We investigated the patterns of total lipid, glycogen, hemolymph carbohydrate, and trichloroacetic acid-precipitable protein contents starting 8 h before puparium formation and throughout the whole metamorphosis of the Medfly, Ceratitis capitata (Wiedemann). In addition, during the early stages of metamorphosis, we measured the activity of acid proteinases and glutamate dehydrogenase (GDH), an important enzymatic link between amino acids and the tricarboxylic acid cycle. Lipids accumulate during the larval-dispersal phase and the first 20 h of the prepupal stage. Thereafter, levels decline slightly throughout the pupal stage and first half of the pharate-adult stage, and drastically decline toward the last hours of metamorphosis. Glycogen and hemolymph carbohydrates are highly used from the moment the larvae leave the diet until the mid-pupal stage, then glycogen increases toward the mid pharate-adult and decreases again to low levels at the moment of adult emergence. Protein levels decrease during the prepupal stage (coinciding with a rise in acid proteinase activity) recovering toward the pharate-adult stage. GDH activity increases during the prepupal stage, attaining maximal activity at the onset of the pupal stage and then declines to low levels. This high GDH activity may be linked to the conversion of glutamate to α-ketoglutarate while proteins are being broken during tissue histolysis. Our results are discussed in view of the differential utilization of metabolites during metamorphosis.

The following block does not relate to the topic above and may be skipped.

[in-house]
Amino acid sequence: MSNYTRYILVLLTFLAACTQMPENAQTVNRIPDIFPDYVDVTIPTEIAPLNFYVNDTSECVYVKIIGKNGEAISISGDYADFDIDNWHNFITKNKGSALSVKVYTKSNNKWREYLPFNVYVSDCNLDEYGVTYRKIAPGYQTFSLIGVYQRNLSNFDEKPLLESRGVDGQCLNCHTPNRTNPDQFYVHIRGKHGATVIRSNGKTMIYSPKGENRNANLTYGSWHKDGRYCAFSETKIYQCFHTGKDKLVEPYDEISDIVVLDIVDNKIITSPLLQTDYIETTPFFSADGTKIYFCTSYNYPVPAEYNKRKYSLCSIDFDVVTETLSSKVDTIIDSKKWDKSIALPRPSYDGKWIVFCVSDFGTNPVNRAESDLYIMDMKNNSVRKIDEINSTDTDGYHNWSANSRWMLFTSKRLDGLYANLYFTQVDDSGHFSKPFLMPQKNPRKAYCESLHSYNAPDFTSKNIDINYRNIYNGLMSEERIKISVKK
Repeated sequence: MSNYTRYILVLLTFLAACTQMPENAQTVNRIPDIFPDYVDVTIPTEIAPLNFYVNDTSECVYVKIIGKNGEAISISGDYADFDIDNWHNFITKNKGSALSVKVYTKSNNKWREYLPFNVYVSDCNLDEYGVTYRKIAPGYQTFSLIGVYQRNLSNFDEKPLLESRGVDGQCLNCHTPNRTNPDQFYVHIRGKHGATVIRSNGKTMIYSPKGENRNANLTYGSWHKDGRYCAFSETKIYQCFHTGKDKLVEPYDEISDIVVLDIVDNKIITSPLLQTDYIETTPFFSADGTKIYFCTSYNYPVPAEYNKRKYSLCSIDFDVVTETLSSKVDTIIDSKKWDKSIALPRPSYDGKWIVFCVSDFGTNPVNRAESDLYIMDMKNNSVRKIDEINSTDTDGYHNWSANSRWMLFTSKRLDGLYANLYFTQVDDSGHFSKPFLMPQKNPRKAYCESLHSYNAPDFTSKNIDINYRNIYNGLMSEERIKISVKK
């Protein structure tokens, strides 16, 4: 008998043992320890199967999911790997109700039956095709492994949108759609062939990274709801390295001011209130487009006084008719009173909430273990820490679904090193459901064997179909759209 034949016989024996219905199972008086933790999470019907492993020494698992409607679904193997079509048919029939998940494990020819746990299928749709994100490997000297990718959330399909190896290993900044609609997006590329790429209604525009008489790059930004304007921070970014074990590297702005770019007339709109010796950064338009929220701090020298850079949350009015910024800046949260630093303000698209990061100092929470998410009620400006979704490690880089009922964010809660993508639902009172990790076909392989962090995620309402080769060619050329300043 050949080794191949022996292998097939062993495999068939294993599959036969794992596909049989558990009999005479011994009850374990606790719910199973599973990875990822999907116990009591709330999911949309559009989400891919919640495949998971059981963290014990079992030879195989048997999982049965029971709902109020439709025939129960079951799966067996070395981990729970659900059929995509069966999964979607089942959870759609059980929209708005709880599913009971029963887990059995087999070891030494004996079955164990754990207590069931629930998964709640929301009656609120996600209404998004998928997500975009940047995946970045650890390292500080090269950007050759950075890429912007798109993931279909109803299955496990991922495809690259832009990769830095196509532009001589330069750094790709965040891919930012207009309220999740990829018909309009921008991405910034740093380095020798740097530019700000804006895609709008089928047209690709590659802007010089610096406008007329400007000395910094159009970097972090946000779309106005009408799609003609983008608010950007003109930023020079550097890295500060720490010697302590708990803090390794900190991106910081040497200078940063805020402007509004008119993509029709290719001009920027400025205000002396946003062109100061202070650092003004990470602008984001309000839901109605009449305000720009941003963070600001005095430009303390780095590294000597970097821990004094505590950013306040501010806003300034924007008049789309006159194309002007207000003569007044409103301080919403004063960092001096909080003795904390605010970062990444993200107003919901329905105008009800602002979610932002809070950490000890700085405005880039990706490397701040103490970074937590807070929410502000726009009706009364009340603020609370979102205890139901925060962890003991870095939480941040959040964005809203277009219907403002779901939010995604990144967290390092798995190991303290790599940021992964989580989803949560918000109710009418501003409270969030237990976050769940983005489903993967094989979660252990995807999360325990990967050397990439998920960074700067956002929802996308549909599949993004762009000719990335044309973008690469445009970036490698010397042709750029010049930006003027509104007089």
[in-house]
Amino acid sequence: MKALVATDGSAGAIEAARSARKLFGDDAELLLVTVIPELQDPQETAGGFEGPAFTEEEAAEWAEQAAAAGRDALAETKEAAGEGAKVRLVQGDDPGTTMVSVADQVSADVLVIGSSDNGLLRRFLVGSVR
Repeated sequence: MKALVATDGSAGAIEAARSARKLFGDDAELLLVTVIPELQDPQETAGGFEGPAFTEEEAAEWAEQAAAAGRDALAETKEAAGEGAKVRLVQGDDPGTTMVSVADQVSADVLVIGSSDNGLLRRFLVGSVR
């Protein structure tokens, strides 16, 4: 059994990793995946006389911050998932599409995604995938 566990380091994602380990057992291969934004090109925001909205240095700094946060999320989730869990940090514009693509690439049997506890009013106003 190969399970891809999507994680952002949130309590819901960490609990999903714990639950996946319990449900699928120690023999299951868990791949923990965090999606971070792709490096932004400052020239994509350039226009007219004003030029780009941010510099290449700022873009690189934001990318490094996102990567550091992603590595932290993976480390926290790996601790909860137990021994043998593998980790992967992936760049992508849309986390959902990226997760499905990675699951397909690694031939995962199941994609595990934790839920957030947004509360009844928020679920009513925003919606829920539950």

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Vol. 96 • No. 3